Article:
This is a fun wine! Drink it minus food distractions and you’ll enjoy it. Or, I paired it with a combination of grilled cod, spicy Asian noodles and spinach salad. (I know- WTF? It was at the end of the month as was our grocery budget.) This wine would pair well with fish and salad but it would also pair well with spicy Asian fare. I had enough for one glass, and let a couple girlfriends sample it, instantly they asked where they could get it. That’s a ringing endorsement!
I implore you to support this great family vineyard. If you live in the Western Metro, you know I’m sending you to Byerly’s in Minnetonka (PS, their wine sale is happening right now.) If you live in the Eastern Metro or Western Wisconsin, check out Swirl in Afton. Live in the city? Sorella Wines, France 44, Solo Vino, Thomas Liquor, South Lyndale Liquors are a few as well.
By now, you should know that I’m a sucker for deeply discounted wine. I love catching wind that a surplus of wine is priced to move. Oh, sooo sorry “Mr. Wine Man”! Such was the case with this Sauvignon Blanc from the Marlborough region of New Zealand. I received an e-mail from Surdyk’s saying they had buttloads of the stuff and had a markdown from $18 to $10. I love me some Sauvignon Blanc in the Summertime, and all the crispy, zesty, tropicality it has to offer. I’ll pour a glass, sit out on the patio and read, feeling the breeze flow through my hair. For a moment, it can transport me to the rolling hills of some far away land.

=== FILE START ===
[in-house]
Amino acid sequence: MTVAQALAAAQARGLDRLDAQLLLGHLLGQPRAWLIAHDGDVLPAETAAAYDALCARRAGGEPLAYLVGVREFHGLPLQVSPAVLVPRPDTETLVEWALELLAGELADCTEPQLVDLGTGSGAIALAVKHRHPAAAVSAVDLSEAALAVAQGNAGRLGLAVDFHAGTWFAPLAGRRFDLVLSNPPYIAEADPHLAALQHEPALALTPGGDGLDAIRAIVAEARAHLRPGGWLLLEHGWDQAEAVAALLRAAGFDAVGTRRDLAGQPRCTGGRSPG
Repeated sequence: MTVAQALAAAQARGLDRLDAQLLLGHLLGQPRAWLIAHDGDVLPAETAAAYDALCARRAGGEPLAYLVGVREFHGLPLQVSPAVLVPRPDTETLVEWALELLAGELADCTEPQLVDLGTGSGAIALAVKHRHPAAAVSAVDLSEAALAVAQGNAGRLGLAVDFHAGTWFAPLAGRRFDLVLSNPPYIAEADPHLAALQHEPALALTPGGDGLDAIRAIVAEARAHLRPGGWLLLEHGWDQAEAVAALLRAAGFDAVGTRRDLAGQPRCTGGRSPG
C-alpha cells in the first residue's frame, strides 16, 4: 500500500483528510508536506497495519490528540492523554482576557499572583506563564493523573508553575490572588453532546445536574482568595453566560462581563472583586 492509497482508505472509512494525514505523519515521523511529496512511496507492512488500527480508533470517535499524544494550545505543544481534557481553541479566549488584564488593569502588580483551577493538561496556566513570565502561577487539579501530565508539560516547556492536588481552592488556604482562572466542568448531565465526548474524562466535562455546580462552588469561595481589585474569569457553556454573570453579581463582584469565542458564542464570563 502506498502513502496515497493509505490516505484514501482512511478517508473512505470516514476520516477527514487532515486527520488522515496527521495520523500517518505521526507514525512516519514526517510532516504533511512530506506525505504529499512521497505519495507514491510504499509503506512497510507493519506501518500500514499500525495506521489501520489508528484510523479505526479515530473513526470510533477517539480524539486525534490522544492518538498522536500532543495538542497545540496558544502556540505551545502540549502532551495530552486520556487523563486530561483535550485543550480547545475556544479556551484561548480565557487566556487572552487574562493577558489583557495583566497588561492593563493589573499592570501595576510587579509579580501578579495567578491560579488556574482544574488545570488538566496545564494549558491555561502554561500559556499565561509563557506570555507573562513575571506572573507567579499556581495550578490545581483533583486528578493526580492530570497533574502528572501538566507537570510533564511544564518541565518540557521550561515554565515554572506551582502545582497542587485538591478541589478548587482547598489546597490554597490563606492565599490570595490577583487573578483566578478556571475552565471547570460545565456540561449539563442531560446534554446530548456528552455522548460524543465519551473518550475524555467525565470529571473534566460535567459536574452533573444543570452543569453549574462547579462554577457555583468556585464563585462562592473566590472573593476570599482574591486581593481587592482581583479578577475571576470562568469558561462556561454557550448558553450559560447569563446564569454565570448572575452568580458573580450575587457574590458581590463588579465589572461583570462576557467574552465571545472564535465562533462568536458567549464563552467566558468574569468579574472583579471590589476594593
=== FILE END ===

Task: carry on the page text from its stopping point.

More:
Admittedly, I have never had a Sauvignon Blanc from New Zealand, so I took advantage of the “whoa is me” retailer forced to sell at a discounted price. In my research, I’ve come to find out that Marlborough is rivaling the wine’s native France producing some of the best Sauvignon Blanc in the world. Situated in the northeast tip top part of the South Island, the climate is rich in warm, sunny days followed by cool nights, low rainfall, and good draining soil- good reasons for all the hubbub. Other varietals such as Chardonnay and Pinot Noir are starting to receive similar accolades, but for me, it’s all about the Sauvignon Blanc.
Twist it open and the scents of tropical fruit such as passionfruit explode; upon swirling and sticking my nose in the glass I start to receive wafts of peach and citrus. On my tongue, all the flavors of peach, passionfruit, pale apple, grapefruit are present, followed by a twinge of a faint herby quality. This is a snappy little number and that comes across in the finish. This may be a light white wine, but it delivers with zest and acidity in a balanced way. The finish leaves your mouth puckering for more.
‘Tis the Lenten season, so I recommend enjoying with shrimp or grilled fish. If you don’t have a grill pan, get one, already. Grill up fresh asparagus that’s been dusted with salt, pepper and balsamic vinegar. I am addicted to arugula, so having this wine alongside arugula tossed with lemon juice a little lemon zest, olive oil, cracked pepper, cherry tomatoes and some Romano sprinkled in would leave me grinning. (I’ll sometimes throw in tuna packed in oil for added Mediterranean flavor and protein). Tonight, I enjoyed a grilled cheese with Muenster & Fontina, all melty and oozing, it went well with this wine, too.
I’m so glad I tried this New Zealand Sauvignon Blanc. God bless wine sales! I fully recommend you sign up on your local wine shop’s e-mail list. You’d be surprised at what they may be pedaling at a good price, and is often how I fall in love with new wines! As the “Kiwis” might say: “Kia Ora”.